The implementation of the curriculum aims to deliver the intent. Therefore more curriculum time is dedicated to teaching the main priorities for the students. They learn new skills in the classroom and are quickly taking these skills to generalise them through Community Learning. This is carefully timetabled and arranged so that all students have at least a half day a week offsite and the majority have two or even three half days learning in the community.
The National Curriculum subjects are taught through a cross curricula topic-based approach to ensure that students get this broad range of experiences and learning opportunities. The curriculum content in each subject has been selected for its relevance or interest of the students. The curriculum is coordinated by key stage leaders across their Key Stage. The Curriculum Leadership team ensure curriculum continuity across the school. This promotes the students’ ability to make connections across the subjects and particularly in relation to the relevance of learning to their lives.
Teaching is delivered throughout all parts of the school day with skilled staff able to support the development of learning in a wide range of areas throughout lunchtime and breaks as well as during the lessons, movement breaks etc
The impact of this curriculum is that:
- Students make excellent progress in the key areas that we have identified and therefore addresses their key learning needs.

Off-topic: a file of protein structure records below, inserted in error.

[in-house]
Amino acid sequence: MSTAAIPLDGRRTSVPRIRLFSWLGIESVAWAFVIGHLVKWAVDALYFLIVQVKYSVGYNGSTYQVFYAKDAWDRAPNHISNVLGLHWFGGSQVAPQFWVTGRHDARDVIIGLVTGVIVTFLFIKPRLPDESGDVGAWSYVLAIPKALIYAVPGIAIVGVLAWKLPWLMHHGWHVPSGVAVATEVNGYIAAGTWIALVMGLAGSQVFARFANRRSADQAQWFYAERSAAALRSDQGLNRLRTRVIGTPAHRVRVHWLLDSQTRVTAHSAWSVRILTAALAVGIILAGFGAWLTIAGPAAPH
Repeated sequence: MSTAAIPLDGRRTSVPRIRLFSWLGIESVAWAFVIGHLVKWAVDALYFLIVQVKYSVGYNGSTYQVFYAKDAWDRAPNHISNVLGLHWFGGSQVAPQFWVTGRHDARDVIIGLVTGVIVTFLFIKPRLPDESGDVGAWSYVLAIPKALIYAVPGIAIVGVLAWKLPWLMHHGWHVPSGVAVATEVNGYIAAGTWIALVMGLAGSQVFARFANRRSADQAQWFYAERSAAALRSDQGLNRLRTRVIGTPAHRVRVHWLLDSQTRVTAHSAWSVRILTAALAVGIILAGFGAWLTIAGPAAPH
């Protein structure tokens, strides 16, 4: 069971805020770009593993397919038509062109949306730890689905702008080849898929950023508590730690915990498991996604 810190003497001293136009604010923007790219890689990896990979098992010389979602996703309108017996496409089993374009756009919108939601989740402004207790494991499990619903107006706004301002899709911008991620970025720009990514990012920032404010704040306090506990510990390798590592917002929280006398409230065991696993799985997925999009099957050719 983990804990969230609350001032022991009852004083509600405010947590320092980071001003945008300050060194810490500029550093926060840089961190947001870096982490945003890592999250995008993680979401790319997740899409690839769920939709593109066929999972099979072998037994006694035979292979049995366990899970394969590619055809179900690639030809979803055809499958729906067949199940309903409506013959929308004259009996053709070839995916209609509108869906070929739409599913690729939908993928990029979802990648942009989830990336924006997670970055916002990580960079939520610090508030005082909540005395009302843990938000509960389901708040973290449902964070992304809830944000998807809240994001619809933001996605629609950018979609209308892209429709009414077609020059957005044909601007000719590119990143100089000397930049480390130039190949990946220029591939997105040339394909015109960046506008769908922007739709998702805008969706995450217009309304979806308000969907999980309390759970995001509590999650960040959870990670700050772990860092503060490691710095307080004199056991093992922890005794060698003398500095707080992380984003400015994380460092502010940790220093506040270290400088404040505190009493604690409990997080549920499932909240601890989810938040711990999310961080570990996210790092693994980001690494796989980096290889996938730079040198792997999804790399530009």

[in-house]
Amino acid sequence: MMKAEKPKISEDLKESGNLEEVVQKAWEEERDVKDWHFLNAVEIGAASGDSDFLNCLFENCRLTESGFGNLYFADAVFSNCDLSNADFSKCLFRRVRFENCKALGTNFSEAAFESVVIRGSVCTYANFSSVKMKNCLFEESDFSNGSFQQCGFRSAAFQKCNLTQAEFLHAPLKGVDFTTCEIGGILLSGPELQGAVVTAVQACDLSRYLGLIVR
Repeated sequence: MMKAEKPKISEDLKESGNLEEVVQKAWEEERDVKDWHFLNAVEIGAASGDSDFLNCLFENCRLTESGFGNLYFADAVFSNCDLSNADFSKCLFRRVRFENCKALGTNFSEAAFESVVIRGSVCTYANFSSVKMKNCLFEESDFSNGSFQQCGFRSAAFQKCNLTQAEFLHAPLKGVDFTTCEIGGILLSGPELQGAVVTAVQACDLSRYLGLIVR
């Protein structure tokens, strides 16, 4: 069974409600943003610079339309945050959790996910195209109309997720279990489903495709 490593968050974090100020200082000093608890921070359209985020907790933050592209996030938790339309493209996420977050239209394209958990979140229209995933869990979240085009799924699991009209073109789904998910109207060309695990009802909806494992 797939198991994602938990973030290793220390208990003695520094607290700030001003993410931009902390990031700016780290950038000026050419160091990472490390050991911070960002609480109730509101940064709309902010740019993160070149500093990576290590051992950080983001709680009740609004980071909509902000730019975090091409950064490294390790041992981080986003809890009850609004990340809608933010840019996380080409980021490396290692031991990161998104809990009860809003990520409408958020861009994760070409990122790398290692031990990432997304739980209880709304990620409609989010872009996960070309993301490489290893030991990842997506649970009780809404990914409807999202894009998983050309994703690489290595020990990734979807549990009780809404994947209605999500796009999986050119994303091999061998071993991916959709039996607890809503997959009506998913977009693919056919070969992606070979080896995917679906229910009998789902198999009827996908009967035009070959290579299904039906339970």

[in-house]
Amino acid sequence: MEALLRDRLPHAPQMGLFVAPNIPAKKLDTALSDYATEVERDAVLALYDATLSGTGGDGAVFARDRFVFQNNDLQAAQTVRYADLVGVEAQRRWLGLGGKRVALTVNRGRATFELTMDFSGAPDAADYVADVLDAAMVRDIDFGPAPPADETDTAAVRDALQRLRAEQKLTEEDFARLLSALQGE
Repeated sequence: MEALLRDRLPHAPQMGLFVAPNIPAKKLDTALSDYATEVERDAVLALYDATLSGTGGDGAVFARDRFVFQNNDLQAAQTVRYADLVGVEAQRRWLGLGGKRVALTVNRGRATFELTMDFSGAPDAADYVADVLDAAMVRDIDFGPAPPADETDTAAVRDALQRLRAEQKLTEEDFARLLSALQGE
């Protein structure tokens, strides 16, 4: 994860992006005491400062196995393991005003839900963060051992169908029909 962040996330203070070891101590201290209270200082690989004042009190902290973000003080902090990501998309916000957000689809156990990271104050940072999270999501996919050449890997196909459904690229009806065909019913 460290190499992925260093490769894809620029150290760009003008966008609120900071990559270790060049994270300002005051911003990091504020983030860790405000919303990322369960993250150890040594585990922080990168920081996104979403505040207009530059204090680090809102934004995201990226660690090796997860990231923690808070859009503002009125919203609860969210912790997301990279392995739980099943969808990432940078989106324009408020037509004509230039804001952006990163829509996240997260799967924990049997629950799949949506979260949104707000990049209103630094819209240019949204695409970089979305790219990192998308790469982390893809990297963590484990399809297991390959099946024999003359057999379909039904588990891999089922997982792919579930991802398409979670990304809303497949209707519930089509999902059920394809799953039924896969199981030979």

- They learn new skills and how to apply them appropriately in the community from an early age. This in turn promotes emotional wellbeing and helps them to progress academically.
- Students make good progress in the wider foundation subjects of the National Curriculum learning key information to help them in adult life or developing deeper understanding of specific interests.
This is evidenced through:
- half termly assessments of individual progress
- carefully crafted annual review targets
- teacher assessments in a range of areas and behaviour analysis
- medium term planning evaluations
Curriculum Review and Development
We believe that curriculum review and development should be an ongoing process that will always be able to be refined and improved, and may also need to be adapted according to the needs of a cohort of children and young people who are moving through the school. The senior leadership teams in both Primary and Secondary & FE work closely with their teachers to involve them in the processes of change and with one another to ensure that there is a coherency between the curricula offers.